Game Development Reference
In-Depth Information
break;
}
}
}
-(void) resetGame
{
[self resetSpiders];
}
The image sizes of the player and spider are used as hints for the collision radii (or ra-
diuses, if you prefer). The approximation is good enough for this game. If you check
the DoodleDrop03 project, you'll also notice that I've added a debug drawing method
(see Listing 4-14 ) that renders the collision radii for each sprite.
You're iterating over all the spiders but ignoring those that aren't moving at the mo-
ment because they'll definitely be out of range. The ccpDistance method calculates
the distance between the current spider and the player. This is another undocumented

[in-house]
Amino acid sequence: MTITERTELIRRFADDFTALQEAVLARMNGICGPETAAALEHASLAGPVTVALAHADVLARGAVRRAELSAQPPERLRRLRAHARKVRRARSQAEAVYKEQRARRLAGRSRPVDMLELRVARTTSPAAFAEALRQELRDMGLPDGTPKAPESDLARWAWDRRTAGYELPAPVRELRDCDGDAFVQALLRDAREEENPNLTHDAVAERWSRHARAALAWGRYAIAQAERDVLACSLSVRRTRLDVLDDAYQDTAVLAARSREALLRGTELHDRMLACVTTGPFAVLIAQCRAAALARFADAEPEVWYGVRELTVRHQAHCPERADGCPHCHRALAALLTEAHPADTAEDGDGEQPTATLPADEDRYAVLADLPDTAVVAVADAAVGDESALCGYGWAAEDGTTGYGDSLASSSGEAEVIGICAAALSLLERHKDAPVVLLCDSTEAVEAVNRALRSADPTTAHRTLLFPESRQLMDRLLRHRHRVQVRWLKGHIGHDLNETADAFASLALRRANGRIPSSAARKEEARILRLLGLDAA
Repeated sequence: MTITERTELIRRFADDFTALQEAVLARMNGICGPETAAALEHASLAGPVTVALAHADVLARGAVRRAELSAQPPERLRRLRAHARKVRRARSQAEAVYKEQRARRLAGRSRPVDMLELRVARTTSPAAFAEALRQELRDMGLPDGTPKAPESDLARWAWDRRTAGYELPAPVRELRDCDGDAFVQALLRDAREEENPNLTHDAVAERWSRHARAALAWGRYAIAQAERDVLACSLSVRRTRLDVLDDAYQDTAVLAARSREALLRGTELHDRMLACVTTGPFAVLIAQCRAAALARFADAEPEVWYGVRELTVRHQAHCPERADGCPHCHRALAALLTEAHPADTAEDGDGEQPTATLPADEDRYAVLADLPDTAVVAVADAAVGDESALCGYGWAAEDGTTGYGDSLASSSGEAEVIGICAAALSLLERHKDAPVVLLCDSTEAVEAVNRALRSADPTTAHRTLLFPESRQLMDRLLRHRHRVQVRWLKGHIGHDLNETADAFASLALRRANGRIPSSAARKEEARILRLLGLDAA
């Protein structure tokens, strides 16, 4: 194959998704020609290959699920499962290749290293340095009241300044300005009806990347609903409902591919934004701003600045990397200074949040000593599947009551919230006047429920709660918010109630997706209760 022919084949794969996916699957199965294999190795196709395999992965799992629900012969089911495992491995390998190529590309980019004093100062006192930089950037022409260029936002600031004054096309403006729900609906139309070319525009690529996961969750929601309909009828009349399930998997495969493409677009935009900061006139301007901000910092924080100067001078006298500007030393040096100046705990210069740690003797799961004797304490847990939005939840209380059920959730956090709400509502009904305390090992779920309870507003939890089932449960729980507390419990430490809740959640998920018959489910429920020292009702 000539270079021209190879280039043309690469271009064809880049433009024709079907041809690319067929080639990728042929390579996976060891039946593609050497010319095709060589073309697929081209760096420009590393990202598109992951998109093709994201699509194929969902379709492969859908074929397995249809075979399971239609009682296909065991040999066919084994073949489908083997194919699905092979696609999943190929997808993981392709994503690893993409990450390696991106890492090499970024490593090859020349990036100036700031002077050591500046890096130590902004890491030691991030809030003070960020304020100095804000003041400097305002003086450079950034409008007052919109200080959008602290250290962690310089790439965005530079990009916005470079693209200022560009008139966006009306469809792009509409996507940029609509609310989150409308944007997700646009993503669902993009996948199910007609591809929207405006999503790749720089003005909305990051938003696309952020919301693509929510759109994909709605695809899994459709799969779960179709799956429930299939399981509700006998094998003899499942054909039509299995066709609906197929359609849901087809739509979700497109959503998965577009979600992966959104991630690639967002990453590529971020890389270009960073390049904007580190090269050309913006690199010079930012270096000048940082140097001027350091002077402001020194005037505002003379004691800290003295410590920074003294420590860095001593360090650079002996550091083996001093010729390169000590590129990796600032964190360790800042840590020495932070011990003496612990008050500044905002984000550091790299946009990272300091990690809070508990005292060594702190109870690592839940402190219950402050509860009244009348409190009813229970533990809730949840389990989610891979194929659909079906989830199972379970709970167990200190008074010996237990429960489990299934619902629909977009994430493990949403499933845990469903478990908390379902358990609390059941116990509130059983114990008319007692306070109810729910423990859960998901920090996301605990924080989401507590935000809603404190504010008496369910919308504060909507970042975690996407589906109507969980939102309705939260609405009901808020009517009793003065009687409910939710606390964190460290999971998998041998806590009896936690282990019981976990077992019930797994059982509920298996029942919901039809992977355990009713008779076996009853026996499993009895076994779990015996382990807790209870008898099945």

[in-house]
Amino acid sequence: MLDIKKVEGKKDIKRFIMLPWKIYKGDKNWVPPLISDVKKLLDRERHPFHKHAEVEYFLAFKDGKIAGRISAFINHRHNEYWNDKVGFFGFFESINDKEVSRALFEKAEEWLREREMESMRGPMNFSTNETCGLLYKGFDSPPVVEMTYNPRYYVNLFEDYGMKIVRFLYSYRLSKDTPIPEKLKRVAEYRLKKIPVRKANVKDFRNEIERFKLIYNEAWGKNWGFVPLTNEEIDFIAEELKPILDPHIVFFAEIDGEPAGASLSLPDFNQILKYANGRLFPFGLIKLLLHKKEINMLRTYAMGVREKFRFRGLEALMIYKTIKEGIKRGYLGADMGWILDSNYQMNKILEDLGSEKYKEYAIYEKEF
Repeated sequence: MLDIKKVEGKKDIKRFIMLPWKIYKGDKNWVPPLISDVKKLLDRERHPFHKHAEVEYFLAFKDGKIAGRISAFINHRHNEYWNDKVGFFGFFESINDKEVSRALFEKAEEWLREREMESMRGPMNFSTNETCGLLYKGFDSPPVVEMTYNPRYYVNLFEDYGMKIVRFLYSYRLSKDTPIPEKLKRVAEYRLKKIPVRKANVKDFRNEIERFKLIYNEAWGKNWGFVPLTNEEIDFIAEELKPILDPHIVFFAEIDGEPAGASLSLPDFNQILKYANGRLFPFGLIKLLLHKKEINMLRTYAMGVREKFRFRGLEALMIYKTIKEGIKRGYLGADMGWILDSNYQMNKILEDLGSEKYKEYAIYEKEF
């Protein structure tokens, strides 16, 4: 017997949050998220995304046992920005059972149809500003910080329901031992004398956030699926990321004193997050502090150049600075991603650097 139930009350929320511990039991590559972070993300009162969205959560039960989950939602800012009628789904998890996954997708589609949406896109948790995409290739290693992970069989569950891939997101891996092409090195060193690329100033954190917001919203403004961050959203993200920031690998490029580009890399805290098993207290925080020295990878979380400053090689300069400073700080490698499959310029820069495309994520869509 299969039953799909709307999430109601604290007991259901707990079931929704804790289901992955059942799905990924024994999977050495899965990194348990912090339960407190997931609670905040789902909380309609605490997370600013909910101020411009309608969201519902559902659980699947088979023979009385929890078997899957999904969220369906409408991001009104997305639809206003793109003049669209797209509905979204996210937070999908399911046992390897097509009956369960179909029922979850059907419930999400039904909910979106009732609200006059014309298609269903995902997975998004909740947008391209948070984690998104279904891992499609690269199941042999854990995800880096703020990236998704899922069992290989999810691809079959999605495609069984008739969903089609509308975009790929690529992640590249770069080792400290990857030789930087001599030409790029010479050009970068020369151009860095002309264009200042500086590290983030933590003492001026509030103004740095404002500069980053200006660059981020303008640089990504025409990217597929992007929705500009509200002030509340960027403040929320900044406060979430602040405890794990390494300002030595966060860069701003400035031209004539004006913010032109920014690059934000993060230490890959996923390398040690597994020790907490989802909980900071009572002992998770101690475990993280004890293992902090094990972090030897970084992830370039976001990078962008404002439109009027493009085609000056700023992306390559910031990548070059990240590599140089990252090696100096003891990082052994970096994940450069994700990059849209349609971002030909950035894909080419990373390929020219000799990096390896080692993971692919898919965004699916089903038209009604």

but fully supported cocos2d method. You can find these and other useful math func-
tions in the CGPointExtension filesin the cocos2d/Support group in the
Xcode project and in the amended cocos2d API reference hosted on the Learn Co-
cos2D web site: www.learn-cocos2d.com/api-ref .
The resulting distance is then compared to the sum of the player's and spider's colli-
sion radius. If the actual distance is smaller than that, a collision has occurred. Because
you've not implemented a game-over, you can just reset all the spiders to restart the
game.
Listing 4-14 . Drawing Collision Radii in Debug Builds
#if DEBUG
-(void) draw
{
[super draw];
// Iterate through all nodes of the layer.
for (CCNode* node in [self children])
{
// Make sure the node is a CCSprite and has the right tags.
 
 
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